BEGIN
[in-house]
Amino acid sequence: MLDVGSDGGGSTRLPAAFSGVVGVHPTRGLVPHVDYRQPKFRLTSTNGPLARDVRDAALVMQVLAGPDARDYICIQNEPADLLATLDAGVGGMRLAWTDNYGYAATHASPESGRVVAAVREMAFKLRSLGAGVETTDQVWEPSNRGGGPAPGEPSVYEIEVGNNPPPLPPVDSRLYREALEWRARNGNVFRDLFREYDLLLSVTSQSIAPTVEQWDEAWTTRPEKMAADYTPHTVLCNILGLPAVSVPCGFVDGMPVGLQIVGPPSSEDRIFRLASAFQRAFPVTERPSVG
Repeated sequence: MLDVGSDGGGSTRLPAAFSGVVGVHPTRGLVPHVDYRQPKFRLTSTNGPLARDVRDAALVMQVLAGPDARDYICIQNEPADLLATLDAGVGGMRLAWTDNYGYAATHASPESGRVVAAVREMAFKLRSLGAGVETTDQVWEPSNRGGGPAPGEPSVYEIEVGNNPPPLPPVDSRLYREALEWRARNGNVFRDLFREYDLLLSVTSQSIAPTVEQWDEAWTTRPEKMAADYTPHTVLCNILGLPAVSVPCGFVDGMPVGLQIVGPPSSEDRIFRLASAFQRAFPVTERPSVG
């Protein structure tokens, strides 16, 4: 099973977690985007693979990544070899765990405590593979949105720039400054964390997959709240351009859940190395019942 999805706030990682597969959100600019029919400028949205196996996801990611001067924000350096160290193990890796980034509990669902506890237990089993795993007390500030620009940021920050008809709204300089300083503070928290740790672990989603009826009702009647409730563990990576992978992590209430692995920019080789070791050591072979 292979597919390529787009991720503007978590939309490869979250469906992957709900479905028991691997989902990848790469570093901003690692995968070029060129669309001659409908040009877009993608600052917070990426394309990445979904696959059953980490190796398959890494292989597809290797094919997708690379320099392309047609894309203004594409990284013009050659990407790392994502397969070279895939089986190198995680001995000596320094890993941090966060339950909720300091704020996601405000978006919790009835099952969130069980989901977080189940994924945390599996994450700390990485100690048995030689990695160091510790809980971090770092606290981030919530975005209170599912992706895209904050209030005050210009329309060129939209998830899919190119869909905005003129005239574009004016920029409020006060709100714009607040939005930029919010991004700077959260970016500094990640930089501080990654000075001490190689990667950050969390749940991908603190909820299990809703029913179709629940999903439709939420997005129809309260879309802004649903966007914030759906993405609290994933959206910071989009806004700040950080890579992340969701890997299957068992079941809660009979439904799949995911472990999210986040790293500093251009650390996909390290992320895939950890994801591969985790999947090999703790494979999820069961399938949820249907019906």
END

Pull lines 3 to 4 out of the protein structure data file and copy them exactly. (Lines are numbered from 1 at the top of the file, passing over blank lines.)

Repeated sequence: MLDVGSDGGGSTRLPAAFSGVVGVHPTRGLVPHVDYRQPKFRLTSTNGPLARDVRDAALVMQVLAGPDARDYICIQNEPADLLATLDAGVGGMRLAWTDNYGYAATHASPESGRVVAAVREMAFKLRSLGAGVETTDQVWEPSNRGGGPAPGEPSVYEIEVGNNPPPLPPVDSRLYREALEWRARNGNVFRDLFREYDLLLSVTSQSIAPTVEQWDEAWTTRPEKMAADYTPHTVLCNILGLPAVSVPCGFVDGMPVGLQIVGPPSSEDRIFRLASAFQRAFPVTERPSVG
């Protein structure tokens, strides 16, 4: 099973977690985007693979990544070899765990405590593979949105720039400054964390997959709240351009859940190395019942 999805706030990682597969959100600019029919400028949205196996996801990611001067924000350096160290193990890796980034509990669902506890237990089993795993007390500030620009940021920050008809709204300089300083503070928290740790672990989603009826009702009647409730563990990576992978992590209430692995920019080789070791050591072979 292979597919390529787009991720503007978590939309490869979250469906992957709900479905028991691997989902990848790469570093901003690692995968070029060129669309001659409908040009877009993608600052917070990426394309990445979904696959059953980490190796398959890494292989597809290797094919997708690379320099392309047609894309203004594409990284013009050659990407790392994502397969070279895939089986190198995680001995000596320094890993941090966060339950909720300091704020996601405000978006919790009835099952969130069980989901977080189940994924945390599996994450700390990485100690048995030689990695160091510790809980971090770092606290981030919530975005209170599912992706895209904050209030005050210009329309060129939209998830899919190119869909905005003129005239574009004016920029409020006060709100714009607040939005930029919010991004700077959260970016500094990640930089501080990654000075001490190689990667950050969390749940991908603190909820299990809703029913179709629940999903439709939420997005129809309260879309802004649903966007914030759906993405609290994933959206910071989009806004700040950080890579992340969701890997299957068992079941809660009979439904799949995911472990999210986040790293500093251009650390996909390290992320895939950890994801591969985790999947090999703790494979999820069961399938949820249907019906």